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Molecular Phylogeny of Rubiaceous Epiphytic Myrmecophytes!!!

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The PDF is downloadable and free!   This is fascinating and very new to me but I note originally written in 2001!!!!  It is my bold font in the abstract.  I must now read the entire PDF.

Title: Molecular Phylogeny of Rubiaceous Epiphytic Myrmecophytes Based on the atpB-rbcL Intergene Region of cpDNA.
Author: Tomohiro MAEYAMA; Kiyoto MAEKAWA; Tadao MATSUMOTO (Department of Biology, Graduate School of Arts & Sciences, The University of Tokyo)
Source: Tropics; ISSN:0917-415X; VOL.10; NO.4; PAGE.509-517; (2001)
Pub.Country: Japan
Language: English
Abstract: Various symbioses from facultative relationships to obligate mutualisms exist between the epiphytic myrmecophytes in 5 genera of Hydnophytinae (Rubiaceae) and the associated ants. However, the phylogenetic relationships and evolutionary processes have not been studied well. In the present study, a molecular phylogenetic relationship based on the DNA sequence of the atpB-rbcL intergene region was analyzed in 6 species of 4 genera in Hydnophytinae. The inferred phylogenetic relationship was shown as (Myrmecodia spp. + (Myrmephytum + (Anthorrhiza + Hydnophyfum spp.))). It was suggested that the ancestral taxon of Hydnophytinae was Myrmecodia or Myrmephytum because these genera were settled in the basal position in Hydnophytinae used in the present study. In addition, we discuss the evolution of diverse symbioses of Hydnophytinae based on the inferred phylogenetic relationships, together with ecological and geographical information. It is possible that the ancestor evolved as an epiphyte which lived in the nutrient-poor habitat of Southeast Asia and had a specialization for efficient and relatively obligate mutualism with ants by increasing their complex cavities as ant nesting spaces. After Myrmephytum and Anthorrhiza were respectively evolved in the Philippines and Papua New Guinea, the ancestor of Hydnophyfum evolved as a xeromorphic tuberous epiphyte in the dry environments of Southeast Asia and acquired facultative symbioses with arboreal ants.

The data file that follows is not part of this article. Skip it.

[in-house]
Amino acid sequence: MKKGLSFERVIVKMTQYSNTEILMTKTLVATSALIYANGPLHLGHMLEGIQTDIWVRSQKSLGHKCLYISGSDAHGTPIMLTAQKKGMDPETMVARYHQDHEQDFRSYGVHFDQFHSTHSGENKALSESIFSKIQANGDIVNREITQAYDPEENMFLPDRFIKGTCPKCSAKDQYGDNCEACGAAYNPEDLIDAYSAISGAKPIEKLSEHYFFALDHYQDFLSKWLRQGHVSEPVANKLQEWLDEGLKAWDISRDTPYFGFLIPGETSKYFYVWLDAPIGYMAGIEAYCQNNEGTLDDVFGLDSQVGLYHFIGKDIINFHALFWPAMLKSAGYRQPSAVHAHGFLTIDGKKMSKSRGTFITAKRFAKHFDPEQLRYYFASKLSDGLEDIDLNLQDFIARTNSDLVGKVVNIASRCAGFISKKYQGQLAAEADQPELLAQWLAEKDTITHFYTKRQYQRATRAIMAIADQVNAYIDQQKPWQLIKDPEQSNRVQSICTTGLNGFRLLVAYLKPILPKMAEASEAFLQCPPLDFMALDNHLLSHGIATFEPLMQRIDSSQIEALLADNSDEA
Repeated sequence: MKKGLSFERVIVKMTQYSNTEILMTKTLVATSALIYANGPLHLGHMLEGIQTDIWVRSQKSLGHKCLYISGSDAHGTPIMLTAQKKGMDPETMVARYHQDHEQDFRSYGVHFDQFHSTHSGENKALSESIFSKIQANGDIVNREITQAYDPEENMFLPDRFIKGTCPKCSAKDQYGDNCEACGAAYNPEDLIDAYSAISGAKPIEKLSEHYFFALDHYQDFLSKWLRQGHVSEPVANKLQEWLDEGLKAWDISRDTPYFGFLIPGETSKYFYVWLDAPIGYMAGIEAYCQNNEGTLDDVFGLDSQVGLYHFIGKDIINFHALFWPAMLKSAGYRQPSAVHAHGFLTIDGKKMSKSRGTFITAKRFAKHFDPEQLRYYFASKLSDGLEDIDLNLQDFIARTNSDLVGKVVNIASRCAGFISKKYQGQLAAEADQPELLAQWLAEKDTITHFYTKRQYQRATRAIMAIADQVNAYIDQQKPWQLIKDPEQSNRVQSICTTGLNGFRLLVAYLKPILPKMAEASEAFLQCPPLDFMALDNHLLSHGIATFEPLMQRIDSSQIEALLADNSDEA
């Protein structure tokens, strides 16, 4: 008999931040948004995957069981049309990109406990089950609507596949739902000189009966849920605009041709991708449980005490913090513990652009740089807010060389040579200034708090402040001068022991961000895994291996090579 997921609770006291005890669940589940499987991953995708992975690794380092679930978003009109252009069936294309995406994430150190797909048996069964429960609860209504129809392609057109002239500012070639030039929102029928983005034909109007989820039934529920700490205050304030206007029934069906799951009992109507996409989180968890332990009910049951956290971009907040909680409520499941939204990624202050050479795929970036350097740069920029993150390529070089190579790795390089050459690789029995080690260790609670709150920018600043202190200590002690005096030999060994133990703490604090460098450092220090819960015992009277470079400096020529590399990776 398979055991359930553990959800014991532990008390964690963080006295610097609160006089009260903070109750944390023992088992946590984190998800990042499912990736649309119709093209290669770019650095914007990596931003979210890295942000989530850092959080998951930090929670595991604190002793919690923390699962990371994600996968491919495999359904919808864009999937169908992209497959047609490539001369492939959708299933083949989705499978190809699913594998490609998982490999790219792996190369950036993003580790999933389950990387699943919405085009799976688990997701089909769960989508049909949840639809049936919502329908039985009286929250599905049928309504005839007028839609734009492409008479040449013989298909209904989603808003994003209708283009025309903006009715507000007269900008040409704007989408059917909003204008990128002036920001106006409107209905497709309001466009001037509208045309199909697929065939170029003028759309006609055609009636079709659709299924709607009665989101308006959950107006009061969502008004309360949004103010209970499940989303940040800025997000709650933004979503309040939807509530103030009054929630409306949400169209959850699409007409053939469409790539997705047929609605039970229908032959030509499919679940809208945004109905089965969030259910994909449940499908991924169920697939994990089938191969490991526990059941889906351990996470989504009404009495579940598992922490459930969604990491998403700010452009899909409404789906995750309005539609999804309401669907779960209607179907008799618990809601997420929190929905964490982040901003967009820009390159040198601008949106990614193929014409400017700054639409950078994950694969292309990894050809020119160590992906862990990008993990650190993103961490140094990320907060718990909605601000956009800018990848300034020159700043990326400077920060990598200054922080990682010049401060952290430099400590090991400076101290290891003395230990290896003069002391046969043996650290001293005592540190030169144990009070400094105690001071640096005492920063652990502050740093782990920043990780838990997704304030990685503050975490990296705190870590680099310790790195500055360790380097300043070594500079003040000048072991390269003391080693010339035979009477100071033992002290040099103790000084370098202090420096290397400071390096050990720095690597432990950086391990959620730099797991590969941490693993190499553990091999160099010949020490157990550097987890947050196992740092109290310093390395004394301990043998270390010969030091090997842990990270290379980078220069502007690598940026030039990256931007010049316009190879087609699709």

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  • 4 weeks later...

I am not able to copy and paste the evolutionary tree in the above article to add more substance to the following observation.

Furthermore, I have very little experience reading evolutionary trees based on modern DNA studies, so it is very difficult to make judgements; however, there are possible indications in the tree that what is currently known as H. formicarum may not be a single species or perhaps infra species taxa are warranted. The chart shows some genetic differences but of course we amateurs have, as far as I am aware, nothing that we can use as comparisons.


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